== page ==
Special to The Gardner News
The Gardner City Council approved a resolution revising the city’s water conservation plan and an ordinance revising the water conservation policy during a meeting May 20.
In the revised water conservation policy, the council now empowers the city administrator and the utilities director as the officials authorized to implement measures triggered by a declaration of a water shortage emergency.
The previous policy gave those powers to the mayor.
The new policy requires officials to ask water consumers to employ voluntary conservation measures in the event of a shortage and empowers them to implement certain mandatory measures.
The new policy follows a challenging year for Gardner residents, including the imposition of mandatory usage restrictions last summer.
On July 17 2018, the council issued mandatory water restrictions saying the Hillsdale Water Treatment Facility had operated at more than ninety (90) percent capacity for more than five consecutive days, and the city had reached Water Warning Stage as part of the Water Conservation Plan.
According to the new policy, water consumers who violate usage rules during an emergency risk having their water connection shut off and may face prosecution at the municipal court.
Violators will face a $100 fine for the first conviction and $200 for second and subsequent violations. They may also serve a jail term not to exceed 30 days.
The revised water conservation plan sets a target of per capita water use of 100 gallons per day.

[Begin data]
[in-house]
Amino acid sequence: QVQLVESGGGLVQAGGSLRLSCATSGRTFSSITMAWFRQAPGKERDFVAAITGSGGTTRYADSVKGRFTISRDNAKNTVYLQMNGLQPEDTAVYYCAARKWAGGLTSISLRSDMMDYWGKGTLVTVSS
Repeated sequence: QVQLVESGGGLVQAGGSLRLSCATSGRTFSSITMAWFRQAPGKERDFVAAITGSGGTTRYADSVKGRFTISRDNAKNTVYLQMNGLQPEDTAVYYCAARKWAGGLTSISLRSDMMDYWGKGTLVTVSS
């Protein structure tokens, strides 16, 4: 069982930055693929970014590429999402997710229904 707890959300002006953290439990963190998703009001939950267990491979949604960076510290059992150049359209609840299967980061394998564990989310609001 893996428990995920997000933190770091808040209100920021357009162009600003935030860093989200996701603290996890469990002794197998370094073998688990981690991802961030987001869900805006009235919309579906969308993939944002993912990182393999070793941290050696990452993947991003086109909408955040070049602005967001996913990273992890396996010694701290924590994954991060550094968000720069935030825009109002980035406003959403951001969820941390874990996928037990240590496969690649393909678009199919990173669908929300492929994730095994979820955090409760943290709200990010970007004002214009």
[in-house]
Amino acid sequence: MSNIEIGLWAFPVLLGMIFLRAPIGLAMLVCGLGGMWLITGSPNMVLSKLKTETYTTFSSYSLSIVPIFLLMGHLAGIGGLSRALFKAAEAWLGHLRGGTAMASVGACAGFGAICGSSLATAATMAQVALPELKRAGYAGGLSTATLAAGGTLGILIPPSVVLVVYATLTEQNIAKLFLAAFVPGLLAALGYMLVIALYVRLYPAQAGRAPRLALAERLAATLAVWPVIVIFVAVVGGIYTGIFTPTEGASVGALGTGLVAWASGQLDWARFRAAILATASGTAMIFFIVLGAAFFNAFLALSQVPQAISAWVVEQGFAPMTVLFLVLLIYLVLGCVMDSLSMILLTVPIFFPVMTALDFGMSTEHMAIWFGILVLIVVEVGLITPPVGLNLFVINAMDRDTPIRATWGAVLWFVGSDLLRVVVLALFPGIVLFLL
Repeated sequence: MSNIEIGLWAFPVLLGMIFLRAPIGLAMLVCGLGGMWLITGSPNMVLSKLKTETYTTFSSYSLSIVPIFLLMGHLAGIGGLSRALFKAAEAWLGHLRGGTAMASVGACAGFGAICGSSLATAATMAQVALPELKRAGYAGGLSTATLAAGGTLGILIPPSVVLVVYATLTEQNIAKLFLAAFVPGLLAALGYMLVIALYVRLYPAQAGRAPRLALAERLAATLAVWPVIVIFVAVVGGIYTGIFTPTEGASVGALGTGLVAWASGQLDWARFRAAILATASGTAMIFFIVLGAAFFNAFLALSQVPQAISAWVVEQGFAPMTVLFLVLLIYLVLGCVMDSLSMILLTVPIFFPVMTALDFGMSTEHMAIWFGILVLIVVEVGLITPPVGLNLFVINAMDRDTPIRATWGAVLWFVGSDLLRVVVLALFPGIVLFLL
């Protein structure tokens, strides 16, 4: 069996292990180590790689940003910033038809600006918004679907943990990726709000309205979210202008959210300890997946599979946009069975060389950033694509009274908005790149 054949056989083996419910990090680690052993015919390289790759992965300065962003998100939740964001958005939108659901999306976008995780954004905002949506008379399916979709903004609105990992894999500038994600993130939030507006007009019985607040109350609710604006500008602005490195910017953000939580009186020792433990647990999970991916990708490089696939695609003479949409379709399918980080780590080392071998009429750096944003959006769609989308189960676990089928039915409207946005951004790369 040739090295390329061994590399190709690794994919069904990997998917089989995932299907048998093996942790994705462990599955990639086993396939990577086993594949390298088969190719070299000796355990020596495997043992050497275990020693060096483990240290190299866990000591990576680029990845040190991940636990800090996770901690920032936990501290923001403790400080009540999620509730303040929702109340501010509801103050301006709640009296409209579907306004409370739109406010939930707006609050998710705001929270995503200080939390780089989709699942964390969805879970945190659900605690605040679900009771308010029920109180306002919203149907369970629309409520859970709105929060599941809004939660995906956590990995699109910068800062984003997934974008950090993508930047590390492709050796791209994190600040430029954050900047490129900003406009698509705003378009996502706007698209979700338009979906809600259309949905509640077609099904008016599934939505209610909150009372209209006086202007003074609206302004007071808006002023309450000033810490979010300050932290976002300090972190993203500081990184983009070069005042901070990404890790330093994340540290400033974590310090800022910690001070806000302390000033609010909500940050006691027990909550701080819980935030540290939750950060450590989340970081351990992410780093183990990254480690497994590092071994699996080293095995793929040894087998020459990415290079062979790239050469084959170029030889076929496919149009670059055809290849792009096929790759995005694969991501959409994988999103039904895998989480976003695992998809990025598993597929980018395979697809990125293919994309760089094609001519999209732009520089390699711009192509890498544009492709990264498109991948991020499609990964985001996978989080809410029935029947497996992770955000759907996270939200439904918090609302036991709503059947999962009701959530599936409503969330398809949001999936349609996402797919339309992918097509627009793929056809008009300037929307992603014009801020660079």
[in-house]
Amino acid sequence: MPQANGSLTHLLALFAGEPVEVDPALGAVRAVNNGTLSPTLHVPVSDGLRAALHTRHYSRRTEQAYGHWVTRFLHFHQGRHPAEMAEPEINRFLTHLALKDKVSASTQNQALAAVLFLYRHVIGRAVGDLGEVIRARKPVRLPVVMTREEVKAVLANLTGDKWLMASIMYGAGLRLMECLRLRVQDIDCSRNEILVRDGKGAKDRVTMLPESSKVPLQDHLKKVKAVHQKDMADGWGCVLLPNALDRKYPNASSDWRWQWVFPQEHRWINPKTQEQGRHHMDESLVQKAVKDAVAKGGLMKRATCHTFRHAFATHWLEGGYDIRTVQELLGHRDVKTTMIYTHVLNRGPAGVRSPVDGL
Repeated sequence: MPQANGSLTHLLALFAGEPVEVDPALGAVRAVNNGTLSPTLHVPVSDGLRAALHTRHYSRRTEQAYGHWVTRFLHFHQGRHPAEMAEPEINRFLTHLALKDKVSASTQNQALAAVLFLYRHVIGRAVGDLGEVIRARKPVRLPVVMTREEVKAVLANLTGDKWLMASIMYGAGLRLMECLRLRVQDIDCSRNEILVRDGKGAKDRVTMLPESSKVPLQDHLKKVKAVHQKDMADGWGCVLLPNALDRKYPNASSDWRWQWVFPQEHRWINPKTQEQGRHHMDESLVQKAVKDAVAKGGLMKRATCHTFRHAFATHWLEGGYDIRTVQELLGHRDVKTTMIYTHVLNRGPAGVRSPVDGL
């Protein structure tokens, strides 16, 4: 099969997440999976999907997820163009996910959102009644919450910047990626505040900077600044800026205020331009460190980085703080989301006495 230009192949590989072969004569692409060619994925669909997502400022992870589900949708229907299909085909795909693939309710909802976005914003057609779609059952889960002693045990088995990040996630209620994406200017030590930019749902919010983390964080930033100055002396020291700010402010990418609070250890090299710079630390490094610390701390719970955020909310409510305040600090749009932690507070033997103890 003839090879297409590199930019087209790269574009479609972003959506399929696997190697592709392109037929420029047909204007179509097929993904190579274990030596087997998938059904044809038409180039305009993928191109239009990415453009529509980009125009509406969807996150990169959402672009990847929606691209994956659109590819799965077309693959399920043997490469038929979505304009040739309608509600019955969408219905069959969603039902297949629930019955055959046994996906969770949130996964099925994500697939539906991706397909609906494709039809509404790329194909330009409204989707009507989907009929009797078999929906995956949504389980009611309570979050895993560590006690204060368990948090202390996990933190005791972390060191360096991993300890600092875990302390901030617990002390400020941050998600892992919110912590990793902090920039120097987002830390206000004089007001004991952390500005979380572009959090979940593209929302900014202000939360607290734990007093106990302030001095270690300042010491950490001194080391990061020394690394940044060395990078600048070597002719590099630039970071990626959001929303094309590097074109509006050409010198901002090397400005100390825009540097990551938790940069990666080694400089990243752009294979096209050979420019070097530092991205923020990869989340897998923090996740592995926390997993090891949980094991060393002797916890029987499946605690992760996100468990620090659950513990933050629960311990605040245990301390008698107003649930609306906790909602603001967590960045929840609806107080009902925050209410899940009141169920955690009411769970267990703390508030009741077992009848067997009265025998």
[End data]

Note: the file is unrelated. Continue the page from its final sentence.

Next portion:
According to Gonz Garcia, utilities director, the city’s 2018 per capita use was 81 gallons and includes water sold to residential and commercial customers including any water loss from leaks.
The new plan includes education, management and regulatory components including outreach through the city website and social media accounts.
The management component includes the new water rates that will go into effect in January 2020, the implementation of a smart meter system to measure real time water usage and the evaluation of drought resistant landscapes in future development projects.
“The plan establishes a drought contingency which would address short term water shortage problems through a series of more restrictive stages based on conditions,” said Garcia adding that the new plan will base lawn water restrictions based on two zones- north and south of Main Street.
In other business:
-The city appointed Sharon Rose as the interim city clerk. Council president Lee Moore administered the oath of office.
-the council authorized the city administrator to enter into a pole attachment agreement with Charter communications, a telecommunications firm. In the agreement, Charter communications will pay the city an annual $17.95 fee per pole
Water customers could face fines during water emergencies